Benjamin P. Marcus, a religious literacy specialist at the Religious Freedom Center, teaches that a person’s religious identity is formed in equally complex ways.
In this context, it is important for educators to understand how religious studies scholars investigate the ways in which individuals and communities construct their religious identities. Describing religious identity requires recognition of the historical, political, geographic and economic factors that shape the beliefs people hold, the behaviors they exhibit and their membership within multiple intersecting communities.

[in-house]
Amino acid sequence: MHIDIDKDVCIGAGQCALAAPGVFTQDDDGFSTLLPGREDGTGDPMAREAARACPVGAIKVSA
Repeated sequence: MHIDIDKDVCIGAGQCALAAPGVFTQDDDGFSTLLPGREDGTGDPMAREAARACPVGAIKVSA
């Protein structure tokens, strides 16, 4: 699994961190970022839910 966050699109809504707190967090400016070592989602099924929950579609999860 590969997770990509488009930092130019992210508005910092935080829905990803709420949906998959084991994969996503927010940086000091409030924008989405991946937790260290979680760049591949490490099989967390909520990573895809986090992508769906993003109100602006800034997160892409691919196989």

Image key: “Ex” refers to extraordinary experiences and “Or” refers to ordinary experiences. These direct experiences may reinforce or contradict a person’s experience with historical traditions. These encounters may inform whether a person’s religious identity is more rooted in belief over behavior, for example.